And They All Lived Happily Ever After

Tara Hunt has a enlightening post about the fallacies of communities, pointing out two in particular.

So, Community Fallacy #1: healthy communities are happy communities.

And then, Community Fallacy #2: healthy communities are democratic.

As I mentioned the other day, creating a community is like growing a garden. And like a garden, you don’t just plant the seeds, sit back, and wait for things to magically appear. Instead you’re going to have to do a lot of work tending the garden, digging up weeds, and running out ‘wascally wabbits’ coming into it.

It’s no different with a community (or any good relationship for that matter). Everything will not be perfect because life isn’t perfect. Therefore, expect the unexpected and be prepared for those who want to mess up your community. Having said that though, you shouldn’t be kicking out people just because they are vocally upset about something. If anything, it’s usually the people that are the most vocal, that care about the community the most. Therefore, listen to what they have to say and dig deep to find out the root of the problem they are encountering because it may not be evident just based upon what they have to say but more upon what they are experiencing.

And yes, communities most definitely should not be democracies. So true and nice to hear this from someone else who agrees with this viewpoint. The reason for this, as Tara noted, is that you will get mired in the ongoing process of consensus which can literally cripple a community and create more friction than good. So what should be done instead? I’m not sure of the best way to describe it but I often use the king/queen and his/her counsel approach as a metaphor. Those in charge of the community are like the king and the people within the community are like the counsel. Therefore, just like a king listens to his counsel, acknowledging and respecting what they have to say, the final decision and direction to take is still always made by the king himself.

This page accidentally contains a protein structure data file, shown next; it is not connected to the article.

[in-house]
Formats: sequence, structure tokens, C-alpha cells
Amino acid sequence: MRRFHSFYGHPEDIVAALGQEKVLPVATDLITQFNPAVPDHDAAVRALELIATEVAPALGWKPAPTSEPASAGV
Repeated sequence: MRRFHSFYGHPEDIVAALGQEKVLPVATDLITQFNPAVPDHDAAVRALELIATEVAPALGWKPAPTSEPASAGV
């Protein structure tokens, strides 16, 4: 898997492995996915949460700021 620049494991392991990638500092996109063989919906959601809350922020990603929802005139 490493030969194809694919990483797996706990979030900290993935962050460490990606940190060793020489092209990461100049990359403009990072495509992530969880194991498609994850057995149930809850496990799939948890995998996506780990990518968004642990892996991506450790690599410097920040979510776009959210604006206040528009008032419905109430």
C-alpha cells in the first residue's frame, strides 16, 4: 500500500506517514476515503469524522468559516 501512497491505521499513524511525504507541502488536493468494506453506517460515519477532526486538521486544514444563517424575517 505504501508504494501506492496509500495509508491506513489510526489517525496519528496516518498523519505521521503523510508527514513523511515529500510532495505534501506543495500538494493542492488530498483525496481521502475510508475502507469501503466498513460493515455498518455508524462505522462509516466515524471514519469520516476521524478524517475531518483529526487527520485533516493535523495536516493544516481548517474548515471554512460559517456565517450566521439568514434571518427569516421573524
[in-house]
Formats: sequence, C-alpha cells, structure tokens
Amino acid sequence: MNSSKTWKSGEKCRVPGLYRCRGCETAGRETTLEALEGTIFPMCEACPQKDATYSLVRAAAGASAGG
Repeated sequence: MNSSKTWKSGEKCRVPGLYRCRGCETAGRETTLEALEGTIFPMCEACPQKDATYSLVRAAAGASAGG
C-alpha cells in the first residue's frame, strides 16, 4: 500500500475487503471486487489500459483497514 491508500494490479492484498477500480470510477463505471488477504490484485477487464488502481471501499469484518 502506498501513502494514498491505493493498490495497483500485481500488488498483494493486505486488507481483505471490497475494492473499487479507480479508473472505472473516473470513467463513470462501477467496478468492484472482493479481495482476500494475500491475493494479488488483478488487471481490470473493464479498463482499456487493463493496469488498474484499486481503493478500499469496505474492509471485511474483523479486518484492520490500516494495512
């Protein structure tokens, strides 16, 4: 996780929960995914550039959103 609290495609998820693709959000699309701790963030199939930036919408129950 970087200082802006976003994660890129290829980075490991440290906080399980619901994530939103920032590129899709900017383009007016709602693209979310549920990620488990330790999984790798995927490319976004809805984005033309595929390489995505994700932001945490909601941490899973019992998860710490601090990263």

Now wait a minute, you might be saying, that means the king can do whatever he feels like then, people be damned? Not true at all. As I’ve repeatedly noted before, culture is the foundation of any good community and it should be defined as early as possible, even in the community’s inception if it can. The reason for this is that it not only lets those interested in joining the community know exactly what type of community they are getting into from the very start but it also sets the standard that the community founders must live up to in their actions as the leaders of the community as well. Therefore, the more earlier and clearly you can define your community’s culture or vision, the less likely you’ll encounter problems that can fracture your community and destroy it because everyone should be fully aware of the community’s goals and principles as a whole.

BTW to see a good example of a community’s culture or principles clearly defined, see the We Know bylaws which is a guild created by Joi Ito in the World of Warcraft. Just take note that they don’t have to be that elaborate though. For example, when I was part of a Counter-Strike clan some years back, we had only five simple community rules that were clearly displayed and vigorously enforced. Doing so, we were able to create a wonderful community environment that often reminded me of the Cheers bar (i.e. Norm!), as everyone within it was very open, sharing, and caring in wanting to help each other out.